Magazine article Clinical Psychiatry News

Should Fetal Alcohol Spectrum Disorder Be Included in DSM-V?

Magazine article Clinical Psychiatry News

Should Fetal Alcohol Spectrum Disorder Be Included in DSM-V?

Article excerpt

SAN DIEGO -- Work on the fifth edition of American Psychiatric Association's Diagnostic and Statistical Manual of Mental Disorders is well underway, and at least one psychiatrist thinks that alcohol-related neurobehavioral syndrome should be included.

Fetal alcohol spectrum disorder "has never been part of our taxonomy, and yet many psychiatrists wind up seeing these patients," said Dr. Howard B. Moss, associate director for clinical and translational research at the National Institute on Alcohol Abuse and Alcoholism, Bethesda, Md., and a member of the DSM-V Task Force. "It would be helpful to have in the DSM so psychiatrists can bill for services as well as provide some sort of diagnosis for these patients."

At the annual scientific conference of the Research Society on Alcoholism, Dr. Moss discussed the perceived shortcomings of the APA's current classification system, the DSM-IV, which was first published in 1994 and was updated in 2000.

First, he said, the DSM-IV tends to emphasize reliability over validity. "This is particularly problematic when you talk about the construction of psychiatric syndromes: whether or not the disorders as described in the DSM-IV represent conditions that clinicians actually see in their office, or whether they represent idealized conditions that really don't fit any given patient when you see them in real life," Dr. Moss said.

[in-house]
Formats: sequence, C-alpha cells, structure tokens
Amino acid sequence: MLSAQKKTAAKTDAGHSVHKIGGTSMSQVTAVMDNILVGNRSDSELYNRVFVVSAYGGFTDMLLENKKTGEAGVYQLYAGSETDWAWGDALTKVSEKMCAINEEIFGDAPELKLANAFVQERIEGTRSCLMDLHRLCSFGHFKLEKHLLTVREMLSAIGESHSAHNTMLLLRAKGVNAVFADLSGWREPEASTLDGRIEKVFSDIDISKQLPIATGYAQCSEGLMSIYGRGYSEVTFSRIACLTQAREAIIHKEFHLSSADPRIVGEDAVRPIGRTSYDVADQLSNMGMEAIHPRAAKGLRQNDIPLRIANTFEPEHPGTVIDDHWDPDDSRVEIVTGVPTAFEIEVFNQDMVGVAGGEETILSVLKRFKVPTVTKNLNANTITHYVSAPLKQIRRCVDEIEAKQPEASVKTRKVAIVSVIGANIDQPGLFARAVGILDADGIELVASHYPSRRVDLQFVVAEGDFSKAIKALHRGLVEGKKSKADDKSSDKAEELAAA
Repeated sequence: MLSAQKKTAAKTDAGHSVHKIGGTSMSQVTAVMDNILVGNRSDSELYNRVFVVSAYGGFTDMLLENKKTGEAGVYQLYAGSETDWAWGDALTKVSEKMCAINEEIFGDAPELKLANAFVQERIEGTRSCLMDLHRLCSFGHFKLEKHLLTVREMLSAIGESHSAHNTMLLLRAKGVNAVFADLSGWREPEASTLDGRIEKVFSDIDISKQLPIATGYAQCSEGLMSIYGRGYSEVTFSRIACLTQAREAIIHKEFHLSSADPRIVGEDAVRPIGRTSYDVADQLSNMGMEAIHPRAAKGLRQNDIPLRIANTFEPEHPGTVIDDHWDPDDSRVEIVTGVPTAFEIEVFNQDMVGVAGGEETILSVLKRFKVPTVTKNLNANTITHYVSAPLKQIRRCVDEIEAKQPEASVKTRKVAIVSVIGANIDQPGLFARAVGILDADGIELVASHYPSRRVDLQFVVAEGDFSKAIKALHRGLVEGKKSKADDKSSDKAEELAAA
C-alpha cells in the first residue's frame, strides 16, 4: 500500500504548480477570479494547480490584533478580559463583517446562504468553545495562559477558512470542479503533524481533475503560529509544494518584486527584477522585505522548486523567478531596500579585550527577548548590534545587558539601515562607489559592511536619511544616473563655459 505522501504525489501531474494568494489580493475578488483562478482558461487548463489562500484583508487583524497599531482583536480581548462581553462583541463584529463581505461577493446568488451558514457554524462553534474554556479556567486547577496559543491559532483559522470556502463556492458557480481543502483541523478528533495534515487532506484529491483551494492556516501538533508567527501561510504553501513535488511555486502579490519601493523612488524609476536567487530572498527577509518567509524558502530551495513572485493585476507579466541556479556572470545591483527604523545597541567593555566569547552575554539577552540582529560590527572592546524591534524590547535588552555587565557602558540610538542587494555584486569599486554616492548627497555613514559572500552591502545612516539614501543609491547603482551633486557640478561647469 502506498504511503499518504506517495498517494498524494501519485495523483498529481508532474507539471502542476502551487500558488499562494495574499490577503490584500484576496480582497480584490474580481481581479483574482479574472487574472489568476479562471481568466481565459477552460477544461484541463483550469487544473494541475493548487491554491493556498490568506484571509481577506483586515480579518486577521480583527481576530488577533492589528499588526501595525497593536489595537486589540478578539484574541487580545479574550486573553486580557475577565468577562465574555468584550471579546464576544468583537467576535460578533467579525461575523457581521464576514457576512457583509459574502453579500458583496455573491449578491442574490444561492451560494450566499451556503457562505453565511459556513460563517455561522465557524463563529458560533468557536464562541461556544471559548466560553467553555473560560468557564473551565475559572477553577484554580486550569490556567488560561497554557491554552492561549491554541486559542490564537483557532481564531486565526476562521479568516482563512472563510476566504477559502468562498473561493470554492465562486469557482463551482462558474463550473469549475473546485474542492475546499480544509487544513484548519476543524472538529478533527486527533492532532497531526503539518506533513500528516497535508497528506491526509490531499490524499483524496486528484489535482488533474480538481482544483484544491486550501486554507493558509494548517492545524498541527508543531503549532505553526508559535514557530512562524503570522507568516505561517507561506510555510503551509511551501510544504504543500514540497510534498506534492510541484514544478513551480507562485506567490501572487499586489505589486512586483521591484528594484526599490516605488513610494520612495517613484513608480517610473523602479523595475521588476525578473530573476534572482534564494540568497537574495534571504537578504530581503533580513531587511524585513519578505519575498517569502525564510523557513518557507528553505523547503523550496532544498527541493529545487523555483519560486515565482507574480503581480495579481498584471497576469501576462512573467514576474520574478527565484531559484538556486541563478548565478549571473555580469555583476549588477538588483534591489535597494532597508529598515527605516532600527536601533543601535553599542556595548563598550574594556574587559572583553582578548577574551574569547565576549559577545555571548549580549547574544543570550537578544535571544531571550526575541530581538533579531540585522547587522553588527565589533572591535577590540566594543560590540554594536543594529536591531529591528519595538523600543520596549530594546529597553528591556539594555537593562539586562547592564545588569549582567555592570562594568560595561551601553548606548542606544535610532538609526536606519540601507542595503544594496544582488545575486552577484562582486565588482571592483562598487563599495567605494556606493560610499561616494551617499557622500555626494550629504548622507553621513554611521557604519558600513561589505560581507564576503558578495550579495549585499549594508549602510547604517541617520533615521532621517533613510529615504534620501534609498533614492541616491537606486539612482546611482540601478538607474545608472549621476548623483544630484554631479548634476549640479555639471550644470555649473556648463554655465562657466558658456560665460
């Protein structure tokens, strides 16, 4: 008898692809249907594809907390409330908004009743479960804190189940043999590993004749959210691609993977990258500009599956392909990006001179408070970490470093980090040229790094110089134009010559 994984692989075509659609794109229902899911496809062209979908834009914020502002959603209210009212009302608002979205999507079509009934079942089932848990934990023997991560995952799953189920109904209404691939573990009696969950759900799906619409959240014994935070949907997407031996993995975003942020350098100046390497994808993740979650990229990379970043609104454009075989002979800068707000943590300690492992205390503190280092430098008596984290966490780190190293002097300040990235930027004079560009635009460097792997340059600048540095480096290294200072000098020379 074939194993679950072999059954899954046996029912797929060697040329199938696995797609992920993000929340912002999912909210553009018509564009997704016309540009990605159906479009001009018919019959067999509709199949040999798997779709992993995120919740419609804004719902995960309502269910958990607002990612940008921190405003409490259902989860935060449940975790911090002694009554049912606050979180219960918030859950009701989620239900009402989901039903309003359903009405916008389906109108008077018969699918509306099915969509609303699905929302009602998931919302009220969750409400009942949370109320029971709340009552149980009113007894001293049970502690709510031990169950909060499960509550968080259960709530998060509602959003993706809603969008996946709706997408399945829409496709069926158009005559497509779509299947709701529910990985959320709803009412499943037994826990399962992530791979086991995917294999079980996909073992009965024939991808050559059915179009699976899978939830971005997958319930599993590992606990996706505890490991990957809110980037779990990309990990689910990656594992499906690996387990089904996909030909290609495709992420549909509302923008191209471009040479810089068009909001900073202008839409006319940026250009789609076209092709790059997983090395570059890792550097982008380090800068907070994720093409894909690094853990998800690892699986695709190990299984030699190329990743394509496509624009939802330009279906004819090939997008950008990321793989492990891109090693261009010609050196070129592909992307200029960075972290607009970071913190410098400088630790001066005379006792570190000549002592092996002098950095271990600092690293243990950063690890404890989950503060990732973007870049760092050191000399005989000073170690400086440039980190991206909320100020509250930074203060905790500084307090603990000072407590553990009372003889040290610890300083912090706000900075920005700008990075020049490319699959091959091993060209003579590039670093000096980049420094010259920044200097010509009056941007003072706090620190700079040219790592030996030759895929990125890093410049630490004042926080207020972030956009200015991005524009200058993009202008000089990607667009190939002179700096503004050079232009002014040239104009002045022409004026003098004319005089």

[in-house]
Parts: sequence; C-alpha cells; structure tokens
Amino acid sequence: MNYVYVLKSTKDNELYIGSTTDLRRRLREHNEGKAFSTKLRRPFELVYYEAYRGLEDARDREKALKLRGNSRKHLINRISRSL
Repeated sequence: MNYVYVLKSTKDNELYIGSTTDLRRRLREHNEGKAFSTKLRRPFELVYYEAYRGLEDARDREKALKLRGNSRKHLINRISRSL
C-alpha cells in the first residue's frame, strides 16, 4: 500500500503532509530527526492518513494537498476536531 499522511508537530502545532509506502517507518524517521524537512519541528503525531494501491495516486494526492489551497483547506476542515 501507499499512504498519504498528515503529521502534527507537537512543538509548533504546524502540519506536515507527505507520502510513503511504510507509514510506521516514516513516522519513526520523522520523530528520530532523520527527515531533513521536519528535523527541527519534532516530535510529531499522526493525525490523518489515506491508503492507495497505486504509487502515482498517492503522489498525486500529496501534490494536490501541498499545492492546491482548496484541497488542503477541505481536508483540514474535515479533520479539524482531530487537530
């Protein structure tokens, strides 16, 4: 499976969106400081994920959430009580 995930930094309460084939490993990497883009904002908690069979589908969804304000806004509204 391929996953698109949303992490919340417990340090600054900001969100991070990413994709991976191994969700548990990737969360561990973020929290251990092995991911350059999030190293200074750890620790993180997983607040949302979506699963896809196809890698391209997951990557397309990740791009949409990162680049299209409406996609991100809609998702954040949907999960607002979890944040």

Issues surrounding severity, disability, and quantitative scaling of mental disorders "are pretty much absent," he added. "The thought is, through enhancing one's capacity to measure severity, disability, and quantitative aspects of the phenotype of interest in the DSM-V, you will be able to improve the quality of the diagnosis and perhaps increase its validity."

The DSM-IV is also characterized by high rates of psychiatric comorbidity, he said, noting that some patients seen in clinical practice might meet diagnostic criteria for five or more mental disorders simultaneously. This suggests that "perhaps we're not doing a great job in terms of accurately describing the nature of the syndromes that are physically present."

The extensive use of "not otherwise specified" criteria (NOS) in the DSM-IV is another concern. "NOS means that a patient sitting across from you has something that looks like a disorder that's in the DSM, but does not really meet any of the criteria specific for that disorder," Dr. Moss said. "There's also treatment nonspecificity, and there has been a concern about a lack of biomarkers available for these criteria. Several individuals have stated that the DSM-IV hinders progress in [mental health care] because of its lack of validity."

The DSM-V Task Force, launched in 2006, is chaired by David J. Kupfer, professor and chairman of the department of psychiatry at the University of Pittsburgh Medical Center. The vice chair is Dr. Darrel A. Regier, who directs the APA's division of research and is executive director of the American Psychiatric Institute for Research and Education. They oversee 13 work groups composed of more than 120 researchers and clinicians, including a work group on substance-related disorders (www.dsm5.org).

Each work group is permitted to seek input from outside advisers to help identify specific issues in specific areas, but those advisers undergo a strict vetting process, Dr. Moss said, "such that individuals who have what is deemed as a conflict of interest due to their receipt of research grant dollars or consulting dollars from the pharmaceutical industry are eliminated from being able to participate. …

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